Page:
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World of Words
A monthly blog of interesting words, phrases, and idioms.  Like us on Facebook to receive new posts.

I first learned the word "defenestrate" when I was in high school, studying French. My teacher taught us the French word for "window," and then said, "And now you should be able to figure out what the word 'defenestrate' means."

Well, I'd never heard of the word "defenestrate" (it's listed as "rare" usage), but I was able to get a rough idea of the meaning.

You see, the French word for window is "fenêtre," which is awfully close to the main part of the word "defenestrate." (If I'd been studying Latin, I would have had the word "fenestra," which is even closer.)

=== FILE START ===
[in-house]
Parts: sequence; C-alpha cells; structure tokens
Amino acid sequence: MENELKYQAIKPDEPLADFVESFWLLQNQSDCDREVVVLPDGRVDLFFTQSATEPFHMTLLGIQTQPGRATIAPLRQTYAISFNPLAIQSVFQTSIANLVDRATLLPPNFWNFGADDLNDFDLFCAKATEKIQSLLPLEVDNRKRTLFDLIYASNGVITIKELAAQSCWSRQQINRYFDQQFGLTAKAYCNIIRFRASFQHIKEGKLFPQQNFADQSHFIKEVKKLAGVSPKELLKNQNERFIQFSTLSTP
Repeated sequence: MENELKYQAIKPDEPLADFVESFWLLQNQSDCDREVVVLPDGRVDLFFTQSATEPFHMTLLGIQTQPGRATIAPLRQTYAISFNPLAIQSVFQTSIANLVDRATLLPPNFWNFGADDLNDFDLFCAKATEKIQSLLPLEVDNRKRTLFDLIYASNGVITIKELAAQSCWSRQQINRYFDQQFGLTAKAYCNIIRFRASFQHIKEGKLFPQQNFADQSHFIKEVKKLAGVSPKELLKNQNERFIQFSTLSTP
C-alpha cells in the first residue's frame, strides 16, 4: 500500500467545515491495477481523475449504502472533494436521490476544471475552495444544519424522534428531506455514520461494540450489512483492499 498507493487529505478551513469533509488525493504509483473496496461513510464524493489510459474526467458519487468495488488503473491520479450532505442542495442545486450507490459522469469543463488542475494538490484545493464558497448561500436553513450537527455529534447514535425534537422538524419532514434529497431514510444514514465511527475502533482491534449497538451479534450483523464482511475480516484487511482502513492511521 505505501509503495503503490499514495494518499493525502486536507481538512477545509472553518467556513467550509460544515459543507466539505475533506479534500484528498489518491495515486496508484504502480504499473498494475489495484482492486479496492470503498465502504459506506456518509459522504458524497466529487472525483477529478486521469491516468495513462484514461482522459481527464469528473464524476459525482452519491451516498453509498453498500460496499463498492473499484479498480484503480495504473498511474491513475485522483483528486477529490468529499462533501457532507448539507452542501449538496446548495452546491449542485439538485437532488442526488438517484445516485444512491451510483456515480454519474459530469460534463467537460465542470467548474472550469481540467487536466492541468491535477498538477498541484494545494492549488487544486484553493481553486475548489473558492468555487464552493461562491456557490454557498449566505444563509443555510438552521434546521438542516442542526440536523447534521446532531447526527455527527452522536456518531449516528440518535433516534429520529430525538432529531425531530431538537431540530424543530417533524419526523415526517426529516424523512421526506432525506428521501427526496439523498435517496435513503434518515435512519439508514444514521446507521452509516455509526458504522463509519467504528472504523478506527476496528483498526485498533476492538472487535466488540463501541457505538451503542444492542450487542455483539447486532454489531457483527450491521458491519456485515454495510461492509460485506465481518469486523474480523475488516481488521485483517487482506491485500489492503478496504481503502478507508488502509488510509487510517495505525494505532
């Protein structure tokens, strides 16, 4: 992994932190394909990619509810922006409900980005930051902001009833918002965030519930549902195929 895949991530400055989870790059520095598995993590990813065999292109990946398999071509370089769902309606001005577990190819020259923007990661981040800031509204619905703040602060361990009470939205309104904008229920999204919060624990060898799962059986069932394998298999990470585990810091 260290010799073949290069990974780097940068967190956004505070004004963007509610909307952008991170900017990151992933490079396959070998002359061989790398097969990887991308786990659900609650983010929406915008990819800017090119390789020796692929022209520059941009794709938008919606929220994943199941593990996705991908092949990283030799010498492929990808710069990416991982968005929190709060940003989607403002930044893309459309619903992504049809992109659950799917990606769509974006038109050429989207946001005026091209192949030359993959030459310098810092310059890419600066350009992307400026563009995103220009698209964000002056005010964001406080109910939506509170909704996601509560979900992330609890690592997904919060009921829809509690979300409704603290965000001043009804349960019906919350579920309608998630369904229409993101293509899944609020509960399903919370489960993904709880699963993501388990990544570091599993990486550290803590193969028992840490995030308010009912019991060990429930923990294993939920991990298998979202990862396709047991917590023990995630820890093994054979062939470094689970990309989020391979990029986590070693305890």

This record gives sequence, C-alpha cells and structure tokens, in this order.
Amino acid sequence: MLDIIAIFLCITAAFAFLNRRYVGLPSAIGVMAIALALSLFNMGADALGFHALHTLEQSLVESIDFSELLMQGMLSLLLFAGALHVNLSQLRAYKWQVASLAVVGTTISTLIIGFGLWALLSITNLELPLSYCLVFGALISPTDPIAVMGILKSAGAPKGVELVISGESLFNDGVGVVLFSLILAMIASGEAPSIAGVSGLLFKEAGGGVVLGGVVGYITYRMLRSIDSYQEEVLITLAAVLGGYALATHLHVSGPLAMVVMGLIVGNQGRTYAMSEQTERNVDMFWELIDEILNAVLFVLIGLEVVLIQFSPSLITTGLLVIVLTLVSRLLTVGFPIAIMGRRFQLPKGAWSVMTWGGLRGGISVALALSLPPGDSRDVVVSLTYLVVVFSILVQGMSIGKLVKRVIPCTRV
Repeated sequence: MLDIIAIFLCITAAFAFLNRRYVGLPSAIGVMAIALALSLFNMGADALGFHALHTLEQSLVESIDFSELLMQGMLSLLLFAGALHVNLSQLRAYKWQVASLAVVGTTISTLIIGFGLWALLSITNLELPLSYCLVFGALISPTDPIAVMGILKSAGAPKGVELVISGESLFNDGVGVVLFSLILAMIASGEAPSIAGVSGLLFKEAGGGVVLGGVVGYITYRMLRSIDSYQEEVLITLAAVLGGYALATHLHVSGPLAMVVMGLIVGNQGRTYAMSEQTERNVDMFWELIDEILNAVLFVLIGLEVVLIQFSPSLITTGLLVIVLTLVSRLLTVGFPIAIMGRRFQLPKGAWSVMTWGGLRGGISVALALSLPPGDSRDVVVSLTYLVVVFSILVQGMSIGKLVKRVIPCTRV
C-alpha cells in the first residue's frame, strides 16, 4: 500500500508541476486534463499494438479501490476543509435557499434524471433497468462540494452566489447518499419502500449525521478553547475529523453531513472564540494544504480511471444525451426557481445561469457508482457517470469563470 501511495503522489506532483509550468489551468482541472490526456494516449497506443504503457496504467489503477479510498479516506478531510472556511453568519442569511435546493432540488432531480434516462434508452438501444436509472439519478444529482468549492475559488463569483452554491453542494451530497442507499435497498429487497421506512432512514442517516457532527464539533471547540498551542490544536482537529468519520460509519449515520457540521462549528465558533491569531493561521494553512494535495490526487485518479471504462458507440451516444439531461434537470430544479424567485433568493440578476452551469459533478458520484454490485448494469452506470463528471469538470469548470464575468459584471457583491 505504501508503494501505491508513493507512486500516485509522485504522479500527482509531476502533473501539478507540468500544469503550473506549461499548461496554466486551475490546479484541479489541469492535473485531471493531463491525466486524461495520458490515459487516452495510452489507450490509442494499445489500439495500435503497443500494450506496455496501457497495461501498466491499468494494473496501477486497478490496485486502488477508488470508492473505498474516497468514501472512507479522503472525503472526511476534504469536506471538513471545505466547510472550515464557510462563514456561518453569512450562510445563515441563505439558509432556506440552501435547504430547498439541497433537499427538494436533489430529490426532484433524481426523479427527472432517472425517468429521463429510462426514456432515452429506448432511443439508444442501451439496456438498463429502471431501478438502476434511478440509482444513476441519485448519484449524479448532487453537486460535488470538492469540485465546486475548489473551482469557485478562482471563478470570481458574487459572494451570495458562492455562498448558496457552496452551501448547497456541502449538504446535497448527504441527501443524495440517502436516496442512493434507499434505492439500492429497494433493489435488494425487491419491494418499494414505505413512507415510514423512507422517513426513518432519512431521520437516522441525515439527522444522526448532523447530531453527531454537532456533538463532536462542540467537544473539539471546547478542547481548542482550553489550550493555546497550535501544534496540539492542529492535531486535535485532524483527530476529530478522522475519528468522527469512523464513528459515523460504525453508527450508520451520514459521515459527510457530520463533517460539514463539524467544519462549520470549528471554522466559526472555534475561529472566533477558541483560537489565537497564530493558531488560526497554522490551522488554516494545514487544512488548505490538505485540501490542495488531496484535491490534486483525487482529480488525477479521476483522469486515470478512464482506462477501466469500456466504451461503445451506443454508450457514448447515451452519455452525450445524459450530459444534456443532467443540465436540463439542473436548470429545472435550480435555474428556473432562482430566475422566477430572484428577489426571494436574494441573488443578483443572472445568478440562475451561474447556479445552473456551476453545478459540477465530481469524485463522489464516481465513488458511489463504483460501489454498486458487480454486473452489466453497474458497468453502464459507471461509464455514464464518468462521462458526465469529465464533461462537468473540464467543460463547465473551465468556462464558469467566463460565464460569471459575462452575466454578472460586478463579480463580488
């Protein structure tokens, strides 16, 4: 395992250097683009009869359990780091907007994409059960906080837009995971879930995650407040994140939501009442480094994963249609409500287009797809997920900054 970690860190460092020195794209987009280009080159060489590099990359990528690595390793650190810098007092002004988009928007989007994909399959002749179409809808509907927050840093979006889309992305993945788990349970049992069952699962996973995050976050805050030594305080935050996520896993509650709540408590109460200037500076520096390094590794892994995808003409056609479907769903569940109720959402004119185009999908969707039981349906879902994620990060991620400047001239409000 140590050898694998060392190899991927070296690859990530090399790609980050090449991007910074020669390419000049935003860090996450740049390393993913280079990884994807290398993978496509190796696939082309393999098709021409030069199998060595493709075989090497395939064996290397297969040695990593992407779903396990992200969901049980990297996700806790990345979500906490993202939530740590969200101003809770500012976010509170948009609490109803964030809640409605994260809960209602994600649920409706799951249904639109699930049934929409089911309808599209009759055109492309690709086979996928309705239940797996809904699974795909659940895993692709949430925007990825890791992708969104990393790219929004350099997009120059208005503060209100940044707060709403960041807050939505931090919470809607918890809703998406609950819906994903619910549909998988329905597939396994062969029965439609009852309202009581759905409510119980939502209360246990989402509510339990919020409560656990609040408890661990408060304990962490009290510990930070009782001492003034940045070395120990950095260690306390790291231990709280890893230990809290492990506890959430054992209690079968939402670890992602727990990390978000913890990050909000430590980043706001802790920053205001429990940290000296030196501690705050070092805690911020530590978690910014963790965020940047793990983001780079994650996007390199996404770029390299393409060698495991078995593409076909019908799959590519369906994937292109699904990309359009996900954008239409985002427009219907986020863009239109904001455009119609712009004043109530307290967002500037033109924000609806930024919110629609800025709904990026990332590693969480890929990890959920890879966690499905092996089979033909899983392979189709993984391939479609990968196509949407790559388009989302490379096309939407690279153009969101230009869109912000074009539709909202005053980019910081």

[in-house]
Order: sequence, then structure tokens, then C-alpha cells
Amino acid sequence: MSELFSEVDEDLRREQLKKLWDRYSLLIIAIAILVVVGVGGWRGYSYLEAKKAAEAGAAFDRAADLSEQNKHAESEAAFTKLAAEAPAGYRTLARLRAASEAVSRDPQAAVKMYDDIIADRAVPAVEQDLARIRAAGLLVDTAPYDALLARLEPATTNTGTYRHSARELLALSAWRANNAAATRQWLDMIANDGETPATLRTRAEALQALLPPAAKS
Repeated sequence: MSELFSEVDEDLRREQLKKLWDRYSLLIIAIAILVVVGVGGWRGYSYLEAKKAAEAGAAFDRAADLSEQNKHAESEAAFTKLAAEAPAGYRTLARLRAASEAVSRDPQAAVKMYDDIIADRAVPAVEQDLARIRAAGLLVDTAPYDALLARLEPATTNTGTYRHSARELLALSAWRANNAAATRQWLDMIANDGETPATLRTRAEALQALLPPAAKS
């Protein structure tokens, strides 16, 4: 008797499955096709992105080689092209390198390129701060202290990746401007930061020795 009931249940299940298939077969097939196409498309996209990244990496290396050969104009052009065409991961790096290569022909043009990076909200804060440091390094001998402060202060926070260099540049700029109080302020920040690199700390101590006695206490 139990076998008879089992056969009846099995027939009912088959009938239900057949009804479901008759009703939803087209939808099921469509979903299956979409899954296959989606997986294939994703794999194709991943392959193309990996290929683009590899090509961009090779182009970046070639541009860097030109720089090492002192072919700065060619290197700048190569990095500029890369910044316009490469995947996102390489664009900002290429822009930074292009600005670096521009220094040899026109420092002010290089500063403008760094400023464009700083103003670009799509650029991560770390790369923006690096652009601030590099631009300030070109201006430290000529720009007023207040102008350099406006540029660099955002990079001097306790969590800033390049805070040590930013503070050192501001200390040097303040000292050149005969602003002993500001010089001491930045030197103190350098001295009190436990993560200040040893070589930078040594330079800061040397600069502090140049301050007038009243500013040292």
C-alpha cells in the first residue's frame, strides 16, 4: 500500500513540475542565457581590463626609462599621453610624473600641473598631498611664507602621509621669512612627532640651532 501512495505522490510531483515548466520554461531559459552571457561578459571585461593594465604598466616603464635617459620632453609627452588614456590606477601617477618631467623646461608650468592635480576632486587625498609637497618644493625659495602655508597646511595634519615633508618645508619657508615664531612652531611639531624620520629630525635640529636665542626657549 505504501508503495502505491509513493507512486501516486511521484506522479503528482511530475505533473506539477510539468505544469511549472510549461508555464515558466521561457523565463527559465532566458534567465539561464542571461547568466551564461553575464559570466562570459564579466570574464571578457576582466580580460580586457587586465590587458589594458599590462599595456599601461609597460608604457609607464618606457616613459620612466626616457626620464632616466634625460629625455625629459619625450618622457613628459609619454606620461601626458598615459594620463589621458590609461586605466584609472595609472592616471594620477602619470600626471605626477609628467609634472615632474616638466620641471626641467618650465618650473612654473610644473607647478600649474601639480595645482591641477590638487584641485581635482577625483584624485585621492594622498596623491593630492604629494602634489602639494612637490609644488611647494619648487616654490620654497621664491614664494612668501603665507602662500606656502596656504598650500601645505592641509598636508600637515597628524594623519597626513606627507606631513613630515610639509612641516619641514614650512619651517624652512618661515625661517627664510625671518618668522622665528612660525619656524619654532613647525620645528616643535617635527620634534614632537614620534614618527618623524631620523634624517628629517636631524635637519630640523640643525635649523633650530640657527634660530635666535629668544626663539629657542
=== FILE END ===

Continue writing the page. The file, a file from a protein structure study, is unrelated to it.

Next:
So now I just needed to figure out what the prefix "de-" and the suffix "-ate" were doing in this word.

"de-" indicates "removal" or "separation" ("deacceleration," for example, means "removal of acceleration").

In chemistry "-ate" indicates a salt formed from an acid: "sulfate," "nitrate," etc. Fortunately, I hadn't yet taken chemistry when this riddle was posed to me, otherwise I might have assumed "defenestrate" means "remove a window by turning it into a salt."

"-ate" also is used to indicate an action ("separate," "agitate," etc.). So maybe it means "the act of removing a window?"

Not quite! It actually means "remove something by throwing it out the window."

It's also used in a more metaphorical sense, to indicate simply that we're getting rid of something quickly and/or dramatically.

Thus, you could form sentences like these:

My students want to defenestrate their text books.
Let's defenestrate all the presidential candidates and start fresh.

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